Sometime ago, a consumer came to me with a complaint about a sub-standard piece of furniture sold to her — the retailer was refusing to replace it or return her money.
I told her to immediately lodge a complaint before the consumer court. “Don’t forget to attach an attested copy of the cash receipt,” I said. That’s when she told me that she did not have a cash receipt. The retailer apparently told her that she would unnecessarily pay a lot of tax if he issued her a receipt and so, she did not take a receipt. By trying to save a (relatively) small sum on the tax, she not only lost the entire money that she have paid for the furniture, but also her right to redress through the consumer courts.
I quote this example to highlight the importance of cash receipts and the lack of consumer awareness about it. The Consumer Protection Act defines a consumer as a person who “buys” any goods or “hires” any service for a “consideration”. In the absence of any payment or consideration, the consumer does not have the right to redress under the law. So, a receipt is one of the most important documents required to prove that the complainant is indeed a consumer — a receipt showing that the product or the service that they are complaining about, was actually paid for.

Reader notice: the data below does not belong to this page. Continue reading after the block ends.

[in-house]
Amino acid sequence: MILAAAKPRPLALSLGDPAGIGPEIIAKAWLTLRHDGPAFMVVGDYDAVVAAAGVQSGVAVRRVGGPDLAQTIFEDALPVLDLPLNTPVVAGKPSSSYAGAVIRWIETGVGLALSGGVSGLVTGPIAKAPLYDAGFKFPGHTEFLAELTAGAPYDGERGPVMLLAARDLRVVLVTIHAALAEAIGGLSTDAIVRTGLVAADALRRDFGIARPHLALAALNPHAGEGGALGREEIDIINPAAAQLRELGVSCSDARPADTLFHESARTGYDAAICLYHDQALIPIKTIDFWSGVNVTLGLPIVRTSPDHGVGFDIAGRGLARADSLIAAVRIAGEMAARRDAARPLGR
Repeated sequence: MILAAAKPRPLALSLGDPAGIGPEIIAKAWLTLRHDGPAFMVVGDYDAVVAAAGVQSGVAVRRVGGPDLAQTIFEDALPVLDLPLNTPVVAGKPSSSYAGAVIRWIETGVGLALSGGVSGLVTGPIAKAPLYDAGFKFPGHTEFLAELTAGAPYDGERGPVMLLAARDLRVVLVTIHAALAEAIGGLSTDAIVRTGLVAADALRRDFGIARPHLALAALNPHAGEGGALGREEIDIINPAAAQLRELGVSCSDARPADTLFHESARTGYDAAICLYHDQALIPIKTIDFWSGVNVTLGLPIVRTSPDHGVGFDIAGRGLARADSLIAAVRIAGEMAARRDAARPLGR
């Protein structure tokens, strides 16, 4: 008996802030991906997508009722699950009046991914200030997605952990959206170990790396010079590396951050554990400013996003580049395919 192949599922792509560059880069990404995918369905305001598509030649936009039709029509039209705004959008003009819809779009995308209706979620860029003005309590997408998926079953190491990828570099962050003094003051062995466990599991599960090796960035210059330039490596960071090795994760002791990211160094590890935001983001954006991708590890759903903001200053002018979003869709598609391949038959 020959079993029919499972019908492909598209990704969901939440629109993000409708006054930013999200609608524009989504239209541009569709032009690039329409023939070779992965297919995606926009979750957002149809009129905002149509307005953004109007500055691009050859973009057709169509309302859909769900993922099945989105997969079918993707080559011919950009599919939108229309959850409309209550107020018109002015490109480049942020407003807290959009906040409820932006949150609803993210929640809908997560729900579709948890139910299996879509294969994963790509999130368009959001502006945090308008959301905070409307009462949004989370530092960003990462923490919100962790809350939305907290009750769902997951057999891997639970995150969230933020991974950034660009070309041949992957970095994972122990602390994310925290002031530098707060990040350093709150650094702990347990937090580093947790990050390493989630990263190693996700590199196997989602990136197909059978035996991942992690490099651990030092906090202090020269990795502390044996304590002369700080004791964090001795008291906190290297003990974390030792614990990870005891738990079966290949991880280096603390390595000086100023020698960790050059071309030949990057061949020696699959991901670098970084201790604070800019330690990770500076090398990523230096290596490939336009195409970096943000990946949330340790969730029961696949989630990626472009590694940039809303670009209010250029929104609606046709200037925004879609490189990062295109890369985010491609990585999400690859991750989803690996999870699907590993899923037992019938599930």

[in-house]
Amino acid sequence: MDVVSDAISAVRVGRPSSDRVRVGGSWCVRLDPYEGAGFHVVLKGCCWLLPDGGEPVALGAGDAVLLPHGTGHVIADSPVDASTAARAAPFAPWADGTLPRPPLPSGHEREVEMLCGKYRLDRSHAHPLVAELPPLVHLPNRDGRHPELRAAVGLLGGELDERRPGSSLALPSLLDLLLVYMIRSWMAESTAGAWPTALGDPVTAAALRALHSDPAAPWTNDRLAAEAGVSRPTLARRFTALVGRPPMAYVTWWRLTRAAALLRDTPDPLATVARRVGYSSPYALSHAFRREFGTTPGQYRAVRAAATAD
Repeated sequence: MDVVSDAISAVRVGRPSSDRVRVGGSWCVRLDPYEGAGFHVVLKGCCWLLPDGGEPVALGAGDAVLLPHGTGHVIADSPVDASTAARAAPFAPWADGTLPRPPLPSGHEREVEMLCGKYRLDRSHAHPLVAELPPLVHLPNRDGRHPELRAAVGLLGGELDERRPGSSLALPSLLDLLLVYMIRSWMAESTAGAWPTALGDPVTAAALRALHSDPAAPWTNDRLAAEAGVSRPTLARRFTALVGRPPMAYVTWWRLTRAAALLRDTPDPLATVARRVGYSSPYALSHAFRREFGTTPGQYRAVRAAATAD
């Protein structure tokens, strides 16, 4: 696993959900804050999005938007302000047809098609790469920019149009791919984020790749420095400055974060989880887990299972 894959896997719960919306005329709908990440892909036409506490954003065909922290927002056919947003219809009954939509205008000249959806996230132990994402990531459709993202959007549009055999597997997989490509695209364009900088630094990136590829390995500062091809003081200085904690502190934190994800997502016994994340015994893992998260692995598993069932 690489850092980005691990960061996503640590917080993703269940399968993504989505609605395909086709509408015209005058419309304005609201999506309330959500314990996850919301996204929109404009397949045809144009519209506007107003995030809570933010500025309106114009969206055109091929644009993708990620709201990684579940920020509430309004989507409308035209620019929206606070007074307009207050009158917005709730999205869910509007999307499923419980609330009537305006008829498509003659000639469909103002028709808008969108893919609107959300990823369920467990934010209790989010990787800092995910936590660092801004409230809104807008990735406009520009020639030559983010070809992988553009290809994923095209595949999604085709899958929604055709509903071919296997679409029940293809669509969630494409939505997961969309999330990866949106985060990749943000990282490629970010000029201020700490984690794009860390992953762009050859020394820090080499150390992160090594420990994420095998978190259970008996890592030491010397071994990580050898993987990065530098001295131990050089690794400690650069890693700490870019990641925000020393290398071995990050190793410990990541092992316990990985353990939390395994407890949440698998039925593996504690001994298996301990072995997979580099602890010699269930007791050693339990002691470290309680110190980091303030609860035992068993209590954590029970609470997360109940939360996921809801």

Second, you need the receipt not only to show what you have bought and for how much, but also to indicate the person (or the shop) from whom you have bought it. So, a cash receipt is a must.
While consumers are mostly unaware of this, the traders are too well versed on how to protect their interests. So a large number of them run their business without ever issuing a receipt. That way, they not only avoid paying taxes, but also prevent the consumer from complaining against them before the consumer court.
Well, there is some silver lining on the horizon — an amendment to the Consumer Protection Act introduced in Parliament last year makes failure to issue a cash bill an unfair trade practice.
Since the Consumer Protection Act gives the consumer the right to be protected against unfair trade practice, once the amendment bill is passed by parliament and notified, consumers can haul up traders and service providers who fail to issue a receipt. The amendment bill which is now before the Parliamentary Standing Committee, is expected to be passed in the next session of Parliament.